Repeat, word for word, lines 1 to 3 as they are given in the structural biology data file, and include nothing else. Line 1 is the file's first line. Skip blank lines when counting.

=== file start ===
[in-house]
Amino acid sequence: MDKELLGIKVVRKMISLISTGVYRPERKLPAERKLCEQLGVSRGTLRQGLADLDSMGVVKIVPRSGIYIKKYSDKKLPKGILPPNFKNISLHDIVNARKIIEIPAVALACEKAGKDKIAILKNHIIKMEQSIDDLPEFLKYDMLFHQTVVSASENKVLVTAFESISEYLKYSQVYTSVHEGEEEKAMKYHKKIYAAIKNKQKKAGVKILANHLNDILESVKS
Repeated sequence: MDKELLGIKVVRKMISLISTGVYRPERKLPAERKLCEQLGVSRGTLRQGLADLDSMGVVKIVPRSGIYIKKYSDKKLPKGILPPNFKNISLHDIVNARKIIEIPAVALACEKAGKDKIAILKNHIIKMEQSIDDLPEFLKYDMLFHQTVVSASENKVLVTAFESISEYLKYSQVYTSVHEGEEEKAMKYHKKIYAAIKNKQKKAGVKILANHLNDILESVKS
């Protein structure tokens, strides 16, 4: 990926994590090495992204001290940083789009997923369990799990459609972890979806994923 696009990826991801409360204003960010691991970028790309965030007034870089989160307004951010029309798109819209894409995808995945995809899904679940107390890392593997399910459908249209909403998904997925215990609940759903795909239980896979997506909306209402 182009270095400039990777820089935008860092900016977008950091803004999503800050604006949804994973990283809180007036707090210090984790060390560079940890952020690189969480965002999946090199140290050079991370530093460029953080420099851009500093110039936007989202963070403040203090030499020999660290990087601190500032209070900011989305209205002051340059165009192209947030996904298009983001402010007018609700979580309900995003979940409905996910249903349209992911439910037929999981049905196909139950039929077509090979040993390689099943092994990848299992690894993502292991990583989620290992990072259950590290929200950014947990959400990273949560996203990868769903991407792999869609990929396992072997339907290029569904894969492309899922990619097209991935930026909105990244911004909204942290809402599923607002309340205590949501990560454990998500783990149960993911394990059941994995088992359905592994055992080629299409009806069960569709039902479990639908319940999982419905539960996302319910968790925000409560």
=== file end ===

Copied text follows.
[in-house]
Amino acid sequence: MDKELLGIKVVRKMISLISTGVYRPERKLPAERKLCEQLGVSRGTLRQGLADLDSMGVVKIVPRSGIYIKKYSDKKLPKGILPPNFKNISLHDIVNARKIIEIPAVALACEKAGKDKIAILKNHIIKMEQSIDDLPEFLKYDMLFHQTVVSASENKVLVTAFESISEYLKYSQVYTSVHEGEEEKAMKYHKKIYAAIKNKQKKAGVKILANHLNDILESVKS
Repeated sequence: MDKELLGIKVVRKMISLISTGVYRPERKLPAERKLCEQLGVSRGTLRQGLADLDSMGVVKIVPRSGIYIKKYSDKKLPKGILPPNFKNISLHDIVNARKIIEIPAVALACEKAGKDKIAILKNHIIKMEQSIDDLPEFLKYDMLFHQTVVSASENKVLVTAFESISEYLKYSQVYTSVHEGEEEKAMKYHKKIYAAIKNKQKKAGVKILANHLNDILESVKS